“It’s possible we go into recession, obviously, probably fifty-fifty odds now,” he said on Monday during a financial conference held by his New York-based bank, per CNBC.
“We’re unlikely at this stage to go into a deep or long recession,” he later added.
Gorman’s remarks come as the consumer price index (CPI) was found to have increased 8.6 percent in May from the same month a year ago, marking its fastest pace since December 1981, according to data the Bureau of Labor Statistics released on Friday. That figure was also up from April’s CPI reading, which was slightly below the previous forty-year high reached in March.
Despite the current economic backdrop, Gorman expressed confidence that the Federal Reserve will eventually be able to bring inflation down to more manageable levels.
“I don’t think we’re falling into some massive hole over the next few years, I think eventually the Fed will get hold of inflation,” he said.
“You know that it’s going to be bumpy; people’s 401(k) plans are going to be down this year,” he continued.
Signaling a more hawkish Fed, the Wall Street Journal reported on Monday that central bank policymakers are now entertaining the idea of a seventy-five-point hike to the Fed’s benchmark funds rate. Meanwhile, Goldman Sachs noted that it is adjusting its own expectation of a fifty basis point move to seventy-five.
“The most likely triggers for a shift to a more aggressive pace of tightening are the upside surprise in the May CPI report and the further rise last Friday in the Michigan consumer survey’s measures of long-term inflation expectations that has likely been driven in large part by further increases in gas prices,” Goldman Sachs chief economist Jan Hatzius wrote in a note.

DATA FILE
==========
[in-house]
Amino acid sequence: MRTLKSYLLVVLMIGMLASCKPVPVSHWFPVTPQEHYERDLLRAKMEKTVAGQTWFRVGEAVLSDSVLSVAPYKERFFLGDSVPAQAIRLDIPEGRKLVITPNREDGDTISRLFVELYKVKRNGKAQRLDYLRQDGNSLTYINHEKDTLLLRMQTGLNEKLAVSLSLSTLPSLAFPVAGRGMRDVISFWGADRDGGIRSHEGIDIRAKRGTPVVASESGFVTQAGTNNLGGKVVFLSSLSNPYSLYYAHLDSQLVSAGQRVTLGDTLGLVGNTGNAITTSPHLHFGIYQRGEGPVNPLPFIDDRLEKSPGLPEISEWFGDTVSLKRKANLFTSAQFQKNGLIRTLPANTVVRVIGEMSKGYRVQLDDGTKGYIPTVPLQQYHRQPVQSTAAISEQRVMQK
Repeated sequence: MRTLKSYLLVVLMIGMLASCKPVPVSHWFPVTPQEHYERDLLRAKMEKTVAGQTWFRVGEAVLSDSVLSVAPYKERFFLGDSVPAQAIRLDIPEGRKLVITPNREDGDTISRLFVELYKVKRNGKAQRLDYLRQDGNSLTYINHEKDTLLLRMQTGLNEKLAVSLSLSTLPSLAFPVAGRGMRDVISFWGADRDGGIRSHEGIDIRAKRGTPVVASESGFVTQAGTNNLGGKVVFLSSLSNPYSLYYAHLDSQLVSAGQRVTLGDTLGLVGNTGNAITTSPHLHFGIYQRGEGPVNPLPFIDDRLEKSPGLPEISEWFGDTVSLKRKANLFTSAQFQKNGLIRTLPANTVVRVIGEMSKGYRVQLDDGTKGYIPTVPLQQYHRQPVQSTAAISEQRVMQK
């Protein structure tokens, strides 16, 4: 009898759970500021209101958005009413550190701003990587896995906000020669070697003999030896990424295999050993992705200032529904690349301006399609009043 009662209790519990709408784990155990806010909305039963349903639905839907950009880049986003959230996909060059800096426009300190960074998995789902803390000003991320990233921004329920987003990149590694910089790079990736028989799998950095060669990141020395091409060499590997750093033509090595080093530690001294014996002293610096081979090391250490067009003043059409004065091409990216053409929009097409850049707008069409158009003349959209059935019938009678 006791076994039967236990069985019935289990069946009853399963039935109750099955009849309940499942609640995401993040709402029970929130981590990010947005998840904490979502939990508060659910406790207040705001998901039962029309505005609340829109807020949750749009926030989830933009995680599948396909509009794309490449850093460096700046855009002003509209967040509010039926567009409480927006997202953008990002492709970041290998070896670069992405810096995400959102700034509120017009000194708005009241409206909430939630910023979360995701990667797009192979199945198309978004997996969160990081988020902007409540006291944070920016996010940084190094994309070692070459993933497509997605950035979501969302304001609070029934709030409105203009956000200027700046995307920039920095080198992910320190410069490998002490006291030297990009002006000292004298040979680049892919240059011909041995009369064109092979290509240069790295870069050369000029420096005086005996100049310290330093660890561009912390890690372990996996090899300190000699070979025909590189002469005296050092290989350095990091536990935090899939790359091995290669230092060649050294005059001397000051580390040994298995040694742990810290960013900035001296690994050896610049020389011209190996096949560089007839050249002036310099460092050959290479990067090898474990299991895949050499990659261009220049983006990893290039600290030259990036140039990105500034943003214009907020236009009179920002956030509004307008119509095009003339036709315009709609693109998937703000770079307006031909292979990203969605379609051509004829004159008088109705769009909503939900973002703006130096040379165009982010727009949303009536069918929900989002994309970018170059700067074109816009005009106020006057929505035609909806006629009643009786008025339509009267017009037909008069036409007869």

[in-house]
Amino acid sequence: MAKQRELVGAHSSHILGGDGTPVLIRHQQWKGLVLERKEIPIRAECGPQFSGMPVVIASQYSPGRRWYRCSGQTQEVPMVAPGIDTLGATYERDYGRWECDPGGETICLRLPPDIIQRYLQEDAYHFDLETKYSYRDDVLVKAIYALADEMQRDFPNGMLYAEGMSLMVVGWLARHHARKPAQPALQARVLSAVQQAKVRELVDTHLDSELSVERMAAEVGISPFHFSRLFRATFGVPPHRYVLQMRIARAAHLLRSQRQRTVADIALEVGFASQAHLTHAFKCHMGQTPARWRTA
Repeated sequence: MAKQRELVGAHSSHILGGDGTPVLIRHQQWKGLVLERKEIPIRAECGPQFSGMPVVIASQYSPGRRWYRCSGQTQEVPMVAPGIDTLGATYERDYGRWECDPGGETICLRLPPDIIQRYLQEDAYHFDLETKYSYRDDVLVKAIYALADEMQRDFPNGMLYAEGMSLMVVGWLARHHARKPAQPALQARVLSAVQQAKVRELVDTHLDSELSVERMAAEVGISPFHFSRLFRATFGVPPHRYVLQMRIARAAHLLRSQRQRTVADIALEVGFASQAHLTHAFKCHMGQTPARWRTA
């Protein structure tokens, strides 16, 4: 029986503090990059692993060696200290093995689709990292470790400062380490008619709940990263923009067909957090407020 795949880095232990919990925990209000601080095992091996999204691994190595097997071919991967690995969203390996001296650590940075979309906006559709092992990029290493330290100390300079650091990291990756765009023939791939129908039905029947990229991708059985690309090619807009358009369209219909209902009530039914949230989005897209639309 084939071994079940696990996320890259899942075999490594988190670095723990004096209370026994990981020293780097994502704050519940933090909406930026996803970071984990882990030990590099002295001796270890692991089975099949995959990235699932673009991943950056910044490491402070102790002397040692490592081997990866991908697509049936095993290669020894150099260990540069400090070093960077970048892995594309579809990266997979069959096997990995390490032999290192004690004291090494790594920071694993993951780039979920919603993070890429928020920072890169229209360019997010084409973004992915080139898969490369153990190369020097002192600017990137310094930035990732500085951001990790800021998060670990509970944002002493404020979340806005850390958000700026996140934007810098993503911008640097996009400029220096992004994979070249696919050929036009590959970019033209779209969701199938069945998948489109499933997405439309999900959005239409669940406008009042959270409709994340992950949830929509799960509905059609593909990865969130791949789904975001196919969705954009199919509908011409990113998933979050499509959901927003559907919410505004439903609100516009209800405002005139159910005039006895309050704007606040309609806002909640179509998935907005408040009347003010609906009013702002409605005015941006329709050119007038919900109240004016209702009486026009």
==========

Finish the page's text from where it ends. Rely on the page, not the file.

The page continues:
In contrast, Marko Kolanovic, JPMorgan’s chief global markets strategist and co-head of global research, said Monday that the central bank will stun investors with less hawkish policy and help engineer a soft landing, per Bloomberg.
“Friday’s strong CPI print that led to a surge in yields, along with the sell-off in crypto over the weekend, are weighing on investor sentiment and driving the market lower,” Kolanovic wrote in a note to clients. “However, we believe rates market repricing went too far and the Fed will surprise dovishly relative to what is now priced into the curve.”
Ethen Kim Lieser is a Washington state-based Finance and Tech Editor who has held posts at Google, The Korea Herald, Lincoln Journal Star, AsianWeek, and Arirang TV. Follow or contact him on LinkedIn.